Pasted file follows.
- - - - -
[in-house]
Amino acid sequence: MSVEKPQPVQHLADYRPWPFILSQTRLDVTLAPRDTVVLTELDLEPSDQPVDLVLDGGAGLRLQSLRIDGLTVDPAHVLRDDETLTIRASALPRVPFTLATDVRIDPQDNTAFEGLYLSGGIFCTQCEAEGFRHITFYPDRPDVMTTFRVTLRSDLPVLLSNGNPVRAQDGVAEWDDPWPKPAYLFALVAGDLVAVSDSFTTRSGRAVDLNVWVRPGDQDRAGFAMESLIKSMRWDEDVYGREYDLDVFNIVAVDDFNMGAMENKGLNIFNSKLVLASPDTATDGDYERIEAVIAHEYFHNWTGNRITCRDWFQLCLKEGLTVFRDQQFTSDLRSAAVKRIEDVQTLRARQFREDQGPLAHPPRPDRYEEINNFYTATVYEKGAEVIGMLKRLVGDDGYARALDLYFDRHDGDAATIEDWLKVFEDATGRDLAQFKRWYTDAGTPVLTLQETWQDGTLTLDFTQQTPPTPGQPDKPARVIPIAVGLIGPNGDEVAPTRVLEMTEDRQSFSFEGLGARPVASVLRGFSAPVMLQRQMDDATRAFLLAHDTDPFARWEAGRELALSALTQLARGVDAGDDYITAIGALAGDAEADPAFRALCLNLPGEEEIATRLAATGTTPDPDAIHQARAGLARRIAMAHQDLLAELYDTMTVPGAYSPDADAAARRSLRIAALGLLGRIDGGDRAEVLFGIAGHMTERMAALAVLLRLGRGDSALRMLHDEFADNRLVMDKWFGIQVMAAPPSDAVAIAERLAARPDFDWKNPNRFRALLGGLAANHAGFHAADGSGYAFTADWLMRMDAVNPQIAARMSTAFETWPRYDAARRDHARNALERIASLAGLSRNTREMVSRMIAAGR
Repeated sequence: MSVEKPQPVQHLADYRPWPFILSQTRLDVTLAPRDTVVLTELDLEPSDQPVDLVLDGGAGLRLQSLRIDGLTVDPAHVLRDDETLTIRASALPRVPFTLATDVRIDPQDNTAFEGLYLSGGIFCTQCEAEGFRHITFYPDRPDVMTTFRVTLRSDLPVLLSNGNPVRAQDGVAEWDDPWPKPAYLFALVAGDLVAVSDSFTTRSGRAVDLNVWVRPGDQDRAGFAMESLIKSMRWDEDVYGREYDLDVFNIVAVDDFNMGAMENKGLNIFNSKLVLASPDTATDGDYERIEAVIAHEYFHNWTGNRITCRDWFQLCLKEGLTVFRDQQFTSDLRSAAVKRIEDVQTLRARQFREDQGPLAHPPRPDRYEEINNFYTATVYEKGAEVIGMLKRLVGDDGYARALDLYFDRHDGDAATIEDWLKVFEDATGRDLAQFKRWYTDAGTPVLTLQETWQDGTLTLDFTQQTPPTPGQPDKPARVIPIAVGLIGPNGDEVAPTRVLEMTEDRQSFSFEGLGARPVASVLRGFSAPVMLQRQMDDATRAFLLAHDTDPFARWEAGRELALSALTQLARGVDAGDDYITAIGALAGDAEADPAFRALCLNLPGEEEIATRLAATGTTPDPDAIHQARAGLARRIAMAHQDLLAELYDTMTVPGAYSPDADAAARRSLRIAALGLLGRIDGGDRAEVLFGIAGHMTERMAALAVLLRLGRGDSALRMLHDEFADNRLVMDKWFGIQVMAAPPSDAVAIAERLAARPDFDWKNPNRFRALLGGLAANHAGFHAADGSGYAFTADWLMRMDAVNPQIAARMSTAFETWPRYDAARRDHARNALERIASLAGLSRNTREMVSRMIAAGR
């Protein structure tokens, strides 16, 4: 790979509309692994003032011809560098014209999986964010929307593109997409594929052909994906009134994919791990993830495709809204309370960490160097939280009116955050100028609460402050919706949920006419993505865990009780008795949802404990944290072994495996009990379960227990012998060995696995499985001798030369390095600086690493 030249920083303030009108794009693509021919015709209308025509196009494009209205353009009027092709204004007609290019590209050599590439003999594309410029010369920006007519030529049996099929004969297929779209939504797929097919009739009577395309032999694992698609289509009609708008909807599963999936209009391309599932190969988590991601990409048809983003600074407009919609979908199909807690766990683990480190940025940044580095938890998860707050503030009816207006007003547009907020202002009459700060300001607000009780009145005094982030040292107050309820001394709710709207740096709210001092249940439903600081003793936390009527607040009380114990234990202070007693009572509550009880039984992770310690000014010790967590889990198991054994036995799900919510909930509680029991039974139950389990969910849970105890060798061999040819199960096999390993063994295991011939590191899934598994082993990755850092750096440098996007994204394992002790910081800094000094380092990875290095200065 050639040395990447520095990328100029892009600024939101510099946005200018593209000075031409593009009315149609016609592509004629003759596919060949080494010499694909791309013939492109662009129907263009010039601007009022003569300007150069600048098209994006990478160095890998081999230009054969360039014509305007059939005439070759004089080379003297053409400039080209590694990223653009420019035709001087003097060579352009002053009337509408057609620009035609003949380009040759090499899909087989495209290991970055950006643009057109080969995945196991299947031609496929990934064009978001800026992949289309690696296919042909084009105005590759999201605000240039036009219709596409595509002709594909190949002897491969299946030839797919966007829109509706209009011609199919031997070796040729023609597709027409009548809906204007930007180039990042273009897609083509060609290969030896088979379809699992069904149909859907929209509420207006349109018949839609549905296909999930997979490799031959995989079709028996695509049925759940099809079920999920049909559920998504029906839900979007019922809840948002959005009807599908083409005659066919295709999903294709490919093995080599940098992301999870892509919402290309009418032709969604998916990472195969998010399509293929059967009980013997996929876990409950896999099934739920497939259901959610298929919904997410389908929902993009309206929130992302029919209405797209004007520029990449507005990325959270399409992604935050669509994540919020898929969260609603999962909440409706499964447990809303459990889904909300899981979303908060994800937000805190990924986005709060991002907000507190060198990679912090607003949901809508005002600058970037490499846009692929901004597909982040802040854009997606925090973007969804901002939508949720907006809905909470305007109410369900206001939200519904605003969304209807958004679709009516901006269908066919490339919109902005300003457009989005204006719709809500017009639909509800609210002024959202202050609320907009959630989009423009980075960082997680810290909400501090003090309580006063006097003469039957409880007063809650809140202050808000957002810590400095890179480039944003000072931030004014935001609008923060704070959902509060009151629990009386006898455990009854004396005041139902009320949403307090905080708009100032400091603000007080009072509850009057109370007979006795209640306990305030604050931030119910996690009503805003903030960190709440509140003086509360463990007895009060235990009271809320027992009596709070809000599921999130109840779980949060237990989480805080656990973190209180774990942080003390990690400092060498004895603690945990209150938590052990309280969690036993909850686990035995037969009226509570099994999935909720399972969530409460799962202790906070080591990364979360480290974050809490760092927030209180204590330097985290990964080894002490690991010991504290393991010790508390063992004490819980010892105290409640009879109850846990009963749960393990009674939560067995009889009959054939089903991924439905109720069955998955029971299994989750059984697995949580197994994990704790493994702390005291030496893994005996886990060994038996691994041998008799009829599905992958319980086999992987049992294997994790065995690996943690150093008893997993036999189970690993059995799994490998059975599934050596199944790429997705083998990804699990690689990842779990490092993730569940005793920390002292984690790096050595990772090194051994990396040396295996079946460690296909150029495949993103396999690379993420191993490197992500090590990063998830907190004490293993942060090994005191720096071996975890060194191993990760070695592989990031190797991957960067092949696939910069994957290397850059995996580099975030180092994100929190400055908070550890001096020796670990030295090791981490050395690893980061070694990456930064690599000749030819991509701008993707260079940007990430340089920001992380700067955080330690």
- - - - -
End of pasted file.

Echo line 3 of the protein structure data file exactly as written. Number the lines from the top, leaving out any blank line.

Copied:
Repeated sequence: MSVEKPQPVQHLADYRPWPFILSQTRLDVTLAPRDTVVLTELDLEPSDQPVDLVLDGGAGLRLQSLRIDGLTVDPAHVLRDDETLTIRASALPRVPFTLATDVRIDPQDNTAFEGLYLSGGIFCTQCEAEGFRHITFYPDRPDVMTTFRVTLRSDLPVLLSNGNPVRAQDGVAEWDDPWPKPAYLFALVAGDLVAVSDSFTTRSGRAVDLNVWVRPGDQDRAGFAMESLIKSMRWDEDVYGREYDLDVFNIVAVDDFNMGAMENKGLNIFNSKLVLASPDTATDGDYERIEAVIAHEYFHNWTGNRITCRDWFQLCLKEGLTVFRDQQFTSDLRSAAVKRIEDVQTLRARQFREDQGPLAHPPRPDRYEEINNFYTATVYEKGAEVIGMLKRLVGDDGYARALDLYFDRHDGDAATIEDWLKVFEDATGRDLAQFKRWYTDAGTPVLTLQETWQDGTLTLDFTQQTPPTPGQPDKPARVIPIAVGLIGPNGDEVAPTRVLEMTEDRQSFSFEGLGARPVASVLRGFSAPVMLQRQMDDATRAFLLAHDTDPFARWEAGRELALSALTQLARGVDAGDDYITAIGALAGDAEADPAFRALCLNLPGEEEIATRLAATGTTPDPDAIHQARAGLARRIAMAHQDLLAELYDTMTVPGAYSPDADAAARRSLRIAALGLLGRIDGGDRAEVLFGIAGHMTERMAALAVLLRLGRGDSALRMLHDEFADNRLVMDKWFGIQVMAAPPSDAVAIAERLAARPDFDWKNPNRFRALLGGLAANHAGFHAADGSGYAFTADWLMRMDAVNPQIAARMSTAFETWPRYDAARRDHARNALERIASLAGLSRNTREMVSRMIAAGR